JERUSALEM, Israel – Ethiopian Jews have been called one of Israel's lost tribes. Not only have thousands of Ethiopian Jews returned to the land of Israel but when they arrive, they also face daunting challenges as they build new lives in the Promised Land.
The movie "Red Sea Diving Resort" is a Netflix original that tells the real-life story of how Israel's secret service, the Mossad, beginning in 1979 smuggled thousands of Ethiopian Jews safely into Israel.
Now two generations later more than 90,000 Ethiopian Jews make up a sizable minority in Israeli society. Many see themselves as descendants of the ancient Hebrew tribe of Dan. Each year many of them celebrate the Sigd, an ancient holiday that celebrates how God brought them to Israel.
But these Ethiopian Jews also face major challenges integrating into Israeli society.
That's where Keren Hanan Aynor (KHA) comes in. It's an organization committed to helping young Ethiopians make the leap into higher education.
"Our motto is 'knowledge is force.' knowledge is force," KHA CEO Amos Aynor told CBN News. "When you have knowledge you can continue. You can lead the community. People look up to you and want to be like you because you are successful. Everything starts in education. We're here to just push and push and push to get people into higher education and this way [they] have a big impact on their own community."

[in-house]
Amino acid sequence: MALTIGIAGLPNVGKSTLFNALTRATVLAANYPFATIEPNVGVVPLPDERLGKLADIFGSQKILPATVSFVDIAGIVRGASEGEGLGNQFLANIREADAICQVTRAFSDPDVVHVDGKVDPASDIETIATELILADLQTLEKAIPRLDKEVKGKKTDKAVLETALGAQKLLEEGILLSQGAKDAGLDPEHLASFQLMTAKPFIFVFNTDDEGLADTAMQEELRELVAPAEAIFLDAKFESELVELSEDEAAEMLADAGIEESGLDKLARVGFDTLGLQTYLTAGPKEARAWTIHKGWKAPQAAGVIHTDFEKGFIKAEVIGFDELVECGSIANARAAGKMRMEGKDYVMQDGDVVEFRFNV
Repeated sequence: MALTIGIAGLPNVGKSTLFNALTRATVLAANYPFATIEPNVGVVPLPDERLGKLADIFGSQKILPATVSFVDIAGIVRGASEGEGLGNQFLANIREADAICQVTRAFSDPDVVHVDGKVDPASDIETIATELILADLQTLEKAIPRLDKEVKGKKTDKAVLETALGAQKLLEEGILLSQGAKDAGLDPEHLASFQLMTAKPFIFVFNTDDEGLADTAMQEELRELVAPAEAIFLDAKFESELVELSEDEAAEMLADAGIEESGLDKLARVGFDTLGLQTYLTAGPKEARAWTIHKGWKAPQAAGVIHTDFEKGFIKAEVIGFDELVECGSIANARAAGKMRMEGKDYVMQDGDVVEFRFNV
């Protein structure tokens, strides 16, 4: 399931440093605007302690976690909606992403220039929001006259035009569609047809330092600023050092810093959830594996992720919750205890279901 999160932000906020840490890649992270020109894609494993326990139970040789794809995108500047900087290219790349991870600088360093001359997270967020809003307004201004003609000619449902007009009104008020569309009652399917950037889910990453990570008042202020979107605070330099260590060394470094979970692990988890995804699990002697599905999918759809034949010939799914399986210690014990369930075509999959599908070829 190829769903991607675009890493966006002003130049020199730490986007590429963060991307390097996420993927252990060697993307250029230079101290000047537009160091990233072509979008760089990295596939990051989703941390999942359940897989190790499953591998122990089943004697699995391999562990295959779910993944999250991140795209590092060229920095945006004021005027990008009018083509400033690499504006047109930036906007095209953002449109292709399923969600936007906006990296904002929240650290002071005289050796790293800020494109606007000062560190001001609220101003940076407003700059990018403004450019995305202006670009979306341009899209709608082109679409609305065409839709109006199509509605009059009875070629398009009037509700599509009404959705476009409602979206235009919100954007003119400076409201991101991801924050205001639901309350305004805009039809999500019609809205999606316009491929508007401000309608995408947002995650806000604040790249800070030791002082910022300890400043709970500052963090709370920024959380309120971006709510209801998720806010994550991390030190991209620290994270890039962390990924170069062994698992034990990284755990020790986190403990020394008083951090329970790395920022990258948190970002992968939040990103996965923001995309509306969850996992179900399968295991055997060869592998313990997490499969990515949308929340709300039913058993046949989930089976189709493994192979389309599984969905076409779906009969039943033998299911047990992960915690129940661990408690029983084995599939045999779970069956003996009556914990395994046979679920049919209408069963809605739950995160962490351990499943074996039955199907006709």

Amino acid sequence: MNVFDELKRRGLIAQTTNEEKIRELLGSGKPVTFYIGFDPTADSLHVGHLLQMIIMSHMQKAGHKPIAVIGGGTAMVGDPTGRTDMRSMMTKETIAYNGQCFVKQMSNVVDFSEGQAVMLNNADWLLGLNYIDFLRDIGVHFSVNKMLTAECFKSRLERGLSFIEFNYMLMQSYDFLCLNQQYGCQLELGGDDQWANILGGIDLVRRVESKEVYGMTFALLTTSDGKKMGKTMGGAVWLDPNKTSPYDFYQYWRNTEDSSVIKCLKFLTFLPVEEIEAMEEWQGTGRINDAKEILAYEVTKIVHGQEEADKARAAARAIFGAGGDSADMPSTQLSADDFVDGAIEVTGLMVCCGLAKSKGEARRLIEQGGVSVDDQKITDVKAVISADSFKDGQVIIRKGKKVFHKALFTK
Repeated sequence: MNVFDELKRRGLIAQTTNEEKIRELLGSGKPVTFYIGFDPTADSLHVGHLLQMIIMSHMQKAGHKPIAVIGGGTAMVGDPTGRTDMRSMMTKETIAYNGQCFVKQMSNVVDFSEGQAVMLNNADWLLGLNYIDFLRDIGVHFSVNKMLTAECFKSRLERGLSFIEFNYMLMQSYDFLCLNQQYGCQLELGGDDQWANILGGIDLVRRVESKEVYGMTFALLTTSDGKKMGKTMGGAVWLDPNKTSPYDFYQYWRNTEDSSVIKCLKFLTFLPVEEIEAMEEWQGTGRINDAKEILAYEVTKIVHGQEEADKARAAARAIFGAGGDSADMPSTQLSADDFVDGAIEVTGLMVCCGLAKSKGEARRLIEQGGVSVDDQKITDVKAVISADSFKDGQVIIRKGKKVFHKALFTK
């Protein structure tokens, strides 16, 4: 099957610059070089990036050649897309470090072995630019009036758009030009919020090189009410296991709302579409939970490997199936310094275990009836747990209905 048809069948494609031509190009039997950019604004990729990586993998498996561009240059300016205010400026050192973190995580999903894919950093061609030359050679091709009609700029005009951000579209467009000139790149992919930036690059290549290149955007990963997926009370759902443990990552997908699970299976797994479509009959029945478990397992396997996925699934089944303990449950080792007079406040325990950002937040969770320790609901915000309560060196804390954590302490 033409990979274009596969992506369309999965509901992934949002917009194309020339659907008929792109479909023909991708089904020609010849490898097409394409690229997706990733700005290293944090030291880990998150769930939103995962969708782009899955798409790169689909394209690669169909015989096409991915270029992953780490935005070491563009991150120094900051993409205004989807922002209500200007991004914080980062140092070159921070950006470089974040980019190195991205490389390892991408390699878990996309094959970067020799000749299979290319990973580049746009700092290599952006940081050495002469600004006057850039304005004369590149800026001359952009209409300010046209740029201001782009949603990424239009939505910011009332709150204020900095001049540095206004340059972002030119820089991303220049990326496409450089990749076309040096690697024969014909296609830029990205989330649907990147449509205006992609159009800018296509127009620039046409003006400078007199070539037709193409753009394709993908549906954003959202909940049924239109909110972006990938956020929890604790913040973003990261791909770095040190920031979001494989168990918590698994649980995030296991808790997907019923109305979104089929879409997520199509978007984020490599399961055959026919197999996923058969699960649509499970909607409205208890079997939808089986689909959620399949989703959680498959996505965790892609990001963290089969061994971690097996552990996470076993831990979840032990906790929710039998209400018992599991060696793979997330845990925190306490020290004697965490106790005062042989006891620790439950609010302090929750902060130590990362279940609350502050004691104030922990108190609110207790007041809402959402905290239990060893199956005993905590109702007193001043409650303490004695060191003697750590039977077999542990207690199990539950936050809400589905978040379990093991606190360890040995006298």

For 26 years, KHA has provided more than 4,000 scholarships to Ethiopian students in more than 50 fields of education.
"It helps me financially. I'm doing my second degree in MBA and it's very expensive, unfortunately," said one scholarship recipient named Dori Yacov.
Yacov plans to use her MBA to take her own leap of faith and start her own business.
"Right now, I'm quality assurance and consult for the biotech field for a startup company and I want to do it by myself," explained Yacov.
In Israel, education opens doors.
"Education is the key to integrate into involved in every corner and every profession in Israel," said KHA Director Tesega Melaku, who received one of the first five scholarships.
This year, more than three hundred students received scholarships in nearly 100 fields of study.
"Israeli society, to integrate if you are not educated and especially you are from Ethiopia and our skin color and everything, if you don't have a formal education...it's not easy to integrate," said Melaku. "This type of scholarship gives [an] opportunity not only for [the first] generation, [but] also [the] second generation too," said Melaku.
She has seen the impact from one generation to another.
"I am the mother of two boys. One of these already a medical doctor.
Today on January 22, he has a special exam in the US. And that young girl has finished her army service and the next year, he will be in the university. So, the value of education is very, very important," Melaku told CBN News.
Aynor says his team is simply "trying to push forward a generation that needs a little bit of help. Not a lot of help, a little bit of help in order to complete a very important thing that they have started."
KHA hopes one day their scholarships won't be needed to push forward another generation.